The Public Affairs Committee’s (PAC) 6th All-Inclusive National Stakeholders Conference has come to an end and once again it has shaken the confidence of the ruling party even when what was under discussion was really nothing new.
But this year’s meeting will go down in history as one in which politics and greed reared its ugly head in an organisation that Malawians have respected for decades for its impeccable standing as a representative of the oppressed and marginalised.
Not once did Malawians imagine that any individual or ruling party could finally manage to break PAC. Not even the late Bingu wa Mutharika at his executive arrogance peak with water levels reaching his neck could shake its foundation.
But the current Democratic Progressive Party (DPP) has managed to do just that. It is an episode that no amount of false bravado on the part of Reverend Felix Chingota will boost its tattered reputation.
His trusted members have gone rogue and PAC’s reputation as an unpenetrable institution by the malice and propaganda shenanigans of a ruling political party has been severely shaken.
There can be no going back to the business as usual approach that PAC has adopted in the last all-inclusive meetings. The snake is in their bedroom.
It will not be PAC’s intention to fold their hands after this incident and it will take more than rhetoric to recover from the impact of the actions of the ‘children of darkness’ as Rev Chingota described the wayward members.
Certainly, after Thursday’s recommendations which will as always put the ever suspicious DPP on edge and put into overdrive its ridiculous propaganda machine, PAC will certainly not remain PAC.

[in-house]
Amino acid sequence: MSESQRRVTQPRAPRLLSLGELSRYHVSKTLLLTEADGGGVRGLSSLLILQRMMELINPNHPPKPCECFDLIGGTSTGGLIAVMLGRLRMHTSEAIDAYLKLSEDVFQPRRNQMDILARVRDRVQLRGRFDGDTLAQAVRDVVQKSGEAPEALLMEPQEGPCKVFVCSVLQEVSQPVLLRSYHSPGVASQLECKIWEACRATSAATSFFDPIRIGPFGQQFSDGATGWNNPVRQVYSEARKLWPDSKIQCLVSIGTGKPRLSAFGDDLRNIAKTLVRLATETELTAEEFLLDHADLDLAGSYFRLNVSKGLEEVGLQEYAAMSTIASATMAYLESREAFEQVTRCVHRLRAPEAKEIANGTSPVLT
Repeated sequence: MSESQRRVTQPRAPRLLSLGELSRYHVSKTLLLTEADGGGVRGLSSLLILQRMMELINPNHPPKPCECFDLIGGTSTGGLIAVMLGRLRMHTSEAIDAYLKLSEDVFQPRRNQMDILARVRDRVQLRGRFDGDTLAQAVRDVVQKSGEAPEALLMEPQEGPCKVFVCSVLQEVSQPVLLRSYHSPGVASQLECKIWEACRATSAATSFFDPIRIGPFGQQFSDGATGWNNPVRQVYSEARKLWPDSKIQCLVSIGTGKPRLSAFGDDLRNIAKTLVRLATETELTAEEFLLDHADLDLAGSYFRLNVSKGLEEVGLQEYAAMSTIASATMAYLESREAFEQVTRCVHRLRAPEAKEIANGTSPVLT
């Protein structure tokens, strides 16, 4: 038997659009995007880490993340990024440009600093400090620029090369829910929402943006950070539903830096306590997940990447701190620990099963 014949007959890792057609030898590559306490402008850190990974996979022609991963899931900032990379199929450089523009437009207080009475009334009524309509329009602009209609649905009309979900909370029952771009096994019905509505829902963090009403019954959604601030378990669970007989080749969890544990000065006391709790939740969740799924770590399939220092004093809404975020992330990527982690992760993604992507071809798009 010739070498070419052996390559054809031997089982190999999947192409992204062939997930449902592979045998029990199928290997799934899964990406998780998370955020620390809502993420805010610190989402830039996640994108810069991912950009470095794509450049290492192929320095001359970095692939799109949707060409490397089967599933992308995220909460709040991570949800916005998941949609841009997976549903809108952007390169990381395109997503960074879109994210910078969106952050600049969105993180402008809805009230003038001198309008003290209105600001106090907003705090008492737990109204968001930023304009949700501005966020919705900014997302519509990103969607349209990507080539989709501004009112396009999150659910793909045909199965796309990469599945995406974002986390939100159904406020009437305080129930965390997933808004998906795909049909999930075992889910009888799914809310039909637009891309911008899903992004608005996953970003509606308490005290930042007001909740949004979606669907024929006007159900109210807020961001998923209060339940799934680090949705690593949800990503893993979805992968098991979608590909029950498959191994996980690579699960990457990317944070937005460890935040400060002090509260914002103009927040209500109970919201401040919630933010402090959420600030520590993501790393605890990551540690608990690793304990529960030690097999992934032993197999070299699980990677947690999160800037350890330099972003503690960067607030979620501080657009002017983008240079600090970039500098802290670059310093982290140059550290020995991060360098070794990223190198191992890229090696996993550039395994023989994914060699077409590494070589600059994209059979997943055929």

This is why is it ironic that one of the presentations at the all-inclusive (dubbed so because conference includes the ruling party supposedly), Professor Garton Kamchedzera talked at length about the culture of accepting things as they are and watching things unfold and taking little action. The ‘its okay culture’, as he called it.
It would be folly for the remaining PAC members to just pray and believe that things will be well, eventually.
Of course, Kamchedzera’s remarks were in reference to Malawians’ attitude to suffering as he titled his presentation ‘Sufferance and a government we can trust.’
The last time Malawians acted when they were suffering was July 20, 2011 and the government’s forceful reaction to that action was bloodshed and the death of 20 citizens and injuries to hundreds.
Is it any wonder that the ‘its okay culture’ has manifested itself in every aspect of people’s lives, in government and even in the political parties themselves? Is it any wonder that people have become helpless and completely disregarded their own clout to shake the government they themselves put in power?
It takes more than mere talk and pointless calls for the government to resign to shake any administration into action. It had to take divine intervention in 2012 but Malawians noted the almighty’s sense of humour when cashgate reigned not long after the reprieve.
Most Malawians agree that corruption exists. They know who is stealing, be it at that village development committee or the council.
As Proffessor Wiseman Chijere Chirwa said this week, this country is only stable politically because its citizens have chosen to persevere even in the worst of circumstances but its alright.
But ‘its okay’ as long as the Malawian has food on his table. The fact that the political party they put in power is enriching itself at the expense of their suffering is of no consequence as long as the harvest is good, and when it is not, donors will distribute maize and beans and their stomachs will be full until the next election rolls around. n